23 September 2013

on beets

The beets didn't exactly slip out of their skin, as I'd been led to believe they would. After boiling them for 45 minutes and then shocking them in cold water, I thought they would come flying out of those skins.

Instead, I found myself scraping off the skins, chastising myself once again for my unfortunate habit of nail-biting. More and more, it only comes out in times of stress, and that particular week—when I decided to see if I, in my grown-up-ness, had become someone who likes beets—I had started a new position at work. That overwhelming amount of information to consume every day—new people to meet, new processes to learn, new schedules to adhere to, my gosh, even a new desk—it was a lot to take in, but it wasn't until the end of day #3 on the new job that I realized I was perhaps more on edge than I thought.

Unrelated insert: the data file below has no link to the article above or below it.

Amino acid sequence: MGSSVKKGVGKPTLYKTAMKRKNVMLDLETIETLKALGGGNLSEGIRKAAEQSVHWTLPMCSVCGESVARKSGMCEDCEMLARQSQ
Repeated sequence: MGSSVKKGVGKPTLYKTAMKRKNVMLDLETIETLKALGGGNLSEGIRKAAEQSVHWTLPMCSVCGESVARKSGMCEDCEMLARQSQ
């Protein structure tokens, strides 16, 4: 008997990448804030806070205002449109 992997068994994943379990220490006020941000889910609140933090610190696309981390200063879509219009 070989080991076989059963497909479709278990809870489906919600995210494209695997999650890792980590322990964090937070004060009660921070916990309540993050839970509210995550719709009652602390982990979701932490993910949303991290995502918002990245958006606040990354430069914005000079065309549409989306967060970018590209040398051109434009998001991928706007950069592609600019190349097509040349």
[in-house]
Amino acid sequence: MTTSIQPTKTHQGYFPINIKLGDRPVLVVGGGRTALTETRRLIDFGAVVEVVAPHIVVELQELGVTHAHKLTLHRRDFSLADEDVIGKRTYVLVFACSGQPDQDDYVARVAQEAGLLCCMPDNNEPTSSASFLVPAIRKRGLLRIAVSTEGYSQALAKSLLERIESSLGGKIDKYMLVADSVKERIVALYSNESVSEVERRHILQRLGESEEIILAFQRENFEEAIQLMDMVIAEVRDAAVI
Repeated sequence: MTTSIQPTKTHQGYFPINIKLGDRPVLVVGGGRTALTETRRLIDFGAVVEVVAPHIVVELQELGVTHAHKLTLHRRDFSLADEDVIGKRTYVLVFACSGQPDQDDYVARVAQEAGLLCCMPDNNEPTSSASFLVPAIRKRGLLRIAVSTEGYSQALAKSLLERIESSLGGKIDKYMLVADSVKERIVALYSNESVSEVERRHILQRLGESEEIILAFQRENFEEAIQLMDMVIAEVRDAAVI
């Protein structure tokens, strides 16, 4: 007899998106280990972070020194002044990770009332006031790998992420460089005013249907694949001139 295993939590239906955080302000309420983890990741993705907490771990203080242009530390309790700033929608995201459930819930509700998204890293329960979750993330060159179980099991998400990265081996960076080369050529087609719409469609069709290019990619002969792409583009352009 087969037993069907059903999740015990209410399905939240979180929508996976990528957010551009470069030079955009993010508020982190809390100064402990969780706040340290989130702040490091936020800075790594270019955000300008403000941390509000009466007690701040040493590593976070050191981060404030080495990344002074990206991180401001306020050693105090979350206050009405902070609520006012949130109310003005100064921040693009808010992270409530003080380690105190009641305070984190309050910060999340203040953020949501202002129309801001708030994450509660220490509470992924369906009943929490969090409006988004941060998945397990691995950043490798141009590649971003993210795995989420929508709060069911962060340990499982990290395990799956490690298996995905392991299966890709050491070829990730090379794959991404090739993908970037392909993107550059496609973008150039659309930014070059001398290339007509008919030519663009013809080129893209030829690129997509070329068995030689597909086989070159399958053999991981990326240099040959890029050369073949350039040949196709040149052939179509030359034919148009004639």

My nails had become short without me noticing, until I tried to skin beets and found no useful nails for digging in.

No matter.

I turned to my Wusthoff paring knife {what a delight it is to use a quality knife, instead of one that come from Target or, heaven forbid, Ikea}. Even with its sharp edge to give me a start on peeling the beets, if was not a clean job. Beet juice splattered on my white, just-cleaned stove before I thought: Perhaps I should do this outside.

Sometimes the most obvious thoughts occur long after you should've thought them.

No matter.

The beets got peeled and then pickled, a process that made me feel as if I should be in a farmhouse out on the edge of a cornfield, and then I took one bite of my beets, these things I had labored so hard over, and I thought: Oh, beets, where have you been all my life?

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